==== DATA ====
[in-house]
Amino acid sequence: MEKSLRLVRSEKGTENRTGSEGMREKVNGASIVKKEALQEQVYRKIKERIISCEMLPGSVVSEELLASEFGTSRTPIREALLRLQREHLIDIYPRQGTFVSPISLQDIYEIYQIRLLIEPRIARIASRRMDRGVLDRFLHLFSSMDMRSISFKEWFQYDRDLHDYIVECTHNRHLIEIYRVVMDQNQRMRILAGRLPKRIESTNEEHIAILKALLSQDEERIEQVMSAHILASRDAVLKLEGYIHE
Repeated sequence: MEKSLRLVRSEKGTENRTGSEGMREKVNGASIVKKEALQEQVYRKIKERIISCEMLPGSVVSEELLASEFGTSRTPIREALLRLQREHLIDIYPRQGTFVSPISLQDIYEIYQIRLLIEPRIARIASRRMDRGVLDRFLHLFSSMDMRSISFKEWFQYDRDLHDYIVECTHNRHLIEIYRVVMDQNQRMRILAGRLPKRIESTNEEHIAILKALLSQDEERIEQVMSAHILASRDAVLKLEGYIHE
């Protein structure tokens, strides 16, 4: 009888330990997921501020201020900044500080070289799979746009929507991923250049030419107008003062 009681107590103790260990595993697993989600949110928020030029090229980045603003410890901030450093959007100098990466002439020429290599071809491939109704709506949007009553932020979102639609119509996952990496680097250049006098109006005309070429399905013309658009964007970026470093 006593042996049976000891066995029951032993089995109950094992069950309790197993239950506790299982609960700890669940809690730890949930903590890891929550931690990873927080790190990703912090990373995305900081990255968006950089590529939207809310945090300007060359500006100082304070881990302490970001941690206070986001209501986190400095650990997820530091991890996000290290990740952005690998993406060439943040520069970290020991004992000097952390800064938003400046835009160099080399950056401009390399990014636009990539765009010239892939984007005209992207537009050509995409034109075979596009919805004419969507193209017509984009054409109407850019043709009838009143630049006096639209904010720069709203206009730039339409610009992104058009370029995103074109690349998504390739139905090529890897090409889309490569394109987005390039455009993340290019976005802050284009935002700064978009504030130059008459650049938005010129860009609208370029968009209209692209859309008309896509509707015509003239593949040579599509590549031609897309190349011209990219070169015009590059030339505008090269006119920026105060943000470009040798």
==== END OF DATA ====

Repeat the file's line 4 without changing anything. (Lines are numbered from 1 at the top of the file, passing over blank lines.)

């Protein structure tokens, strides 16, 4: 009888330990997921501020201020900044500080070289799979746009929507991923250049030419107008003062 009681107590103790260990595993697993989600949110928020030029090229980045603003410890901030450093959007100098990466002439020429290599071809491939109704709506949007009553932020979102639609119509996952990496680097250049006098109006005309070429399905013309658009964007970026470093 006593042996049976000891066995029951032993089995109950094992069950309790197993239950506790299982609960700890669940809690730890949930903590890891929550931690990873927080790190990703912090990373995305900081990255968006950089590529939207809310945090300007060359500006100082304070881990302490970001941690206070986001209501986190400095650990997820530091991890996000290290990740952005690998993406060439943040520069970290020991004992000097952390800064938003400046835009160099080399950056401009390399990014636009990539765009010239892939984007005209992207537009050509995409034109075979596009919805004419969507193209017509984009054409109407850019043709009838009143630049006096639209904010720069709203206009730039339409610009992104058009370029995103074109690349998504390739139905090529890897090409889309490569394109987005390039455009993340290019976005802050284009935002700064978009504030130059008459650049938005010129860009609208370029968009209209692209859309008309896509509707015509003239593949040579599509590549031609897309190349011209990219070169015009590059030339505008090269006119920026105060943000470009040798």